Lovely post Jessica, I can almost feel autumn in the air! I love Hydrangeas in autumn and the white hydrangea is wonderful in all seasons. Sadly we no longer grow them as they need more water than we can provide. It must be very frustrating not to be able to finish the bathroom, but on the other hand you can enjoy the beauty and colour of autumn as you garden. The slider photo is interesting…such a great way to see the garden over seasons and years. I love the story about the squirrel digging up the lawn four times…. enough to raise the blood pressure…just like our cockatoos!

    • Jessica September 5, 2018 at 10:09 pm - Reply

      The squirrels are very busy at the moment. I was watching one today, maybe the same one, way up at the top of a tree probably 50 feet above ground level, looking to be hanging from the tail while it harvested the nuts with nothing but air beneath it. At least a cockatoo can fly away if it misplaces its footing!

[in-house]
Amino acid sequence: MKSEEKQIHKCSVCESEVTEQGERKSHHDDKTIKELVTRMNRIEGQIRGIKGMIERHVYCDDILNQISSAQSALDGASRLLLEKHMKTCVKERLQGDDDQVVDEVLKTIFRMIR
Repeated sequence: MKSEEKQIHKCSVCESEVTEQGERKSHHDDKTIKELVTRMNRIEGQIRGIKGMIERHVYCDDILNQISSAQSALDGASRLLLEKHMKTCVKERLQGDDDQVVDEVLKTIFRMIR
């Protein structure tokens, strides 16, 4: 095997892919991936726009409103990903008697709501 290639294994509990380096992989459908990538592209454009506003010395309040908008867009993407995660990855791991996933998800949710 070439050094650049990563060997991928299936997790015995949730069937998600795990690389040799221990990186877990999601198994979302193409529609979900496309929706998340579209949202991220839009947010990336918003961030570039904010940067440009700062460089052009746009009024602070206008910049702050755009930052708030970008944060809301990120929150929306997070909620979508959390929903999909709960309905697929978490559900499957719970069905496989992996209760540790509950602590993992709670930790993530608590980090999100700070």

12. Kris P September 5, 2018 at 1:32 am - Reply

    Autumn in your garden is exceptionally pretty. I love all the color burnishing your foliage in warm tones. The snail on the Cyclamen made me laugh – are you sure I can’t send you a raccoon (or 2) to take care of that problem? We’re feeling the advance of fall here too but you probably wouldn’t recognize it as such. The weather forecasters are predicting the return of 90F/32C temperatures this weekend but they’ve already been wrong on that score 2x in the past month and I’m hoping the same will be true this time.

    P.S The precipitous slope is looking good! I can’t even bring myself to look at mine since it was burned to a crisp (again) this past July.

    • Jessica September 5, 2018 at 10:23 pm - Reply

      You know I would take a raccoon or two off you if I could. For one thing our squirrels wouldn’t have seen one before and they would certainly have a run for their money. I also discover raccoons eat mice..
      I hope you are spared the high temperatures again, you’ve had enough of that.

  13. Mary September 5, 2018 at 11:16 am - Reply